One way to ensure that your employees have the education they need to make your business succeed is by having them enroll in and complete a Master of Business Administration (MBA) program.
“An employee with an MBA will be in a better position to manage people, work in teams, know when to follow and when to lead, and know how to ask the right questions and to get the information needed to make good decisions,” says Dr. Gail Naughton, dean of the College of Business Administration at San Diego State University.
Smart Business spoke with Naughton about MBA programs, how to choose one and how an employee with an MBA can be a valuable asset.
How could an employee who holds an MBA benefit a company?
MBA students are equipped to deal with issues relating to both managing people and teams, and managing innovation and growth. While undergraduate programs tend to focus on preparing students for entry-level positions in specific areas, much of an MBA program focuses on the integration of the specific business function areas into the bigger picture. Companies often have outstanding scientists, engineers and technology people who are in a position to lead and supervise others, but are thrown into a management position without proper education and training.
Rather than going for the quick-fix seminars and training, MBAs will have a variety of course work in their program stretched out over a longer period of time. They get to deal with a variety of examples, assignments, business case studies and interact with other students to better prepare them for the multitude of situations they will face in their companies. MBAs are better problem-solvers and not only focus on answers, but how to ask the right questions and to research the situation.
What should a company look for in an MBA program?
Much of this depends on the type of business, the nature of the company, its needs and its presence outside of the local area. However, I would suggest that they look for a local program accredited by the Association to Advance Collegiate Schools of Business (AACSB) that has a strong international/global curriculum. A local program will be most in tune with the conditions and parameters of the local economy and the international/global focus will allow students to build the skill sets needed to compete in international markets. Even if a company does not compete in an international market, much of its competition might. A company should also look for an MBA program with high admissions and graduation standards. Students learn not only from their professors, but also from each other, so having bright and motivated classmates greatly enhances the value of the MBA experience for students.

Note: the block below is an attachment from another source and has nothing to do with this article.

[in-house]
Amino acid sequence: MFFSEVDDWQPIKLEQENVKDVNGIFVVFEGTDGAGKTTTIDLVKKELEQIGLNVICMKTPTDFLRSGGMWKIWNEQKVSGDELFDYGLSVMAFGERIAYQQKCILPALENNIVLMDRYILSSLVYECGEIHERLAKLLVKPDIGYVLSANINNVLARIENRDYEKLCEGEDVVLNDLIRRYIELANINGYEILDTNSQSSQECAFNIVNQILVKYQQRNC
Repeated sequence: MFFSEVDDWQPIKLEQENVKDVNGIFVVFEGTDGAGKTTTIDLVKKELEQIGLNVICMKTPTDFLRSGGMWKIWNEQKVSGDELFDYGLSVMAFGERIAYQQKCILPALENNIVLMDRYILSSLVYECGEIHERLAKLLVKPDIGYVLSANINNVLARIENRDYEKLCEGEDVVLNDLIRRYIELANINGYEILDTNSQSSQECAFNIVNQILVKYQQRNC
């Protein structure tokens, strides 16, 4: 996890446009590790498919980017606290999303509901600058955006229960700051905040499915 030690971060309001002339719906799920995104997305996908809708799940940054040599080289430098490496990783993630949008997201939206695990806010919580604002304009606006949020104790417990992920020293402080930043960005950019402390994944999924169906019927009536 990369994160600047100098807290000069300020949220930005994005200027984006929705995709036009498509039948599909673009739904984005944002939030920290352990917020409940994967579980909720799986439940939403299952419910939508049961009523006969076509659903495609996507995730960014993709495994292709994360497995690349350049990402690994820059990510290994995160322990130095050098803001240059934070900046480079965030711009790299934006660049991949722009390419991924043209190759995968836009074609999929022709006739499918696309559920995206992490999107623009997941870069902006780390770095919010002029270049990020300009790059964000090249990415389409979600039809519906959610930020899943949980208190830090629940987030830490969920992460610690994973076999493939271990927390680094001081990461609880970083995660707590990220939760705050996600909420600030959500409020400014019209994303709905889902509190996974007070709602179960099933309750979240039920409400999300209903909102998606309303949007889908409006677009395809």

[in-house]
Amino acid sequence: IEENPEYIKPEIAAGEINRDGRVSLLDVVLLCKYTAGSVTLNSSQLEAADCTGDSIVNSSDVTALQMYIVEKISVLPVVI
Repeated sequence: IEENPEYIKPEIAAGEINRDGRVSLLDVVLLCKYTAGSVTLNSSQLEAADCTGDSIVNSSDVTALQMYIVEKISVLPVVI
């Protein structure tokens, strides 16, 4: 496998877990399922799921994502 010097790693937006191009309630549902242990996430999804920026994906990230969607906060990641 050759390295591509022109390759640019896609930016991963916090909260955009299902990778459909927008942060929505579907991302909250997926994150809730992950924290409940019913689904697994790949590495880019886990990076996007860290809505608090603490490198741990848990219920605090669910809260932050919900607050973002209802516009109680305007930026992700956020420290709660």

Can programs be specialized to meet a company’s specific needs?
Certainly. At SDSU we’ve done programs at various San Diego companies, including Qualcomm and Hewlett-Packard. We are able to tailor examples, assignments and cases to fit a specific culture. However, we also recognize that companies need to be flexible and adaptive to change, both internally and externally, so that part of a company’s specific need is dealing with uncertainty, innovation and growth.
What factors need to be considered when a company is choosing an MBA program?
Several factors may be important. Would employees prefer something in-house or at a campus? After hours or during work hours? Face-to-face instruction or distance education? What is the frequency of class meetings? What support will the company give to its students? Sometimes, it’s valuable to interact with students from other companies, who often can offer a different perspective or confirm situations similar to what students experience at their own company. A company should also consider program costs since the time to recoup its investment may be greater for the relatively expensive programs.
How does an MBA benefit the employee?
In a recent Graduate Management Admission Council survey of alumni of MBA programs, 97 percent of the respondents were satisfied to extremely satisfied that their education was personally rewarding, while 94 percent were satisfied to extremely satisfied that their degree was professionally rewarding. For this same group, 87 percent were satisfied to extremely satisfied that their degree was financially rewarding. Plus, any employee with an MBA from an accredited institution is going to be in a better position to understand the company’s big picture and how different divisions need to work together in the best interest of the organization.
DR. GAIL NAUGHTON is the dean of the College of Business Administration at San Diego State University. Reach her at (619) 594-1575 or firstname.lastname@example.org.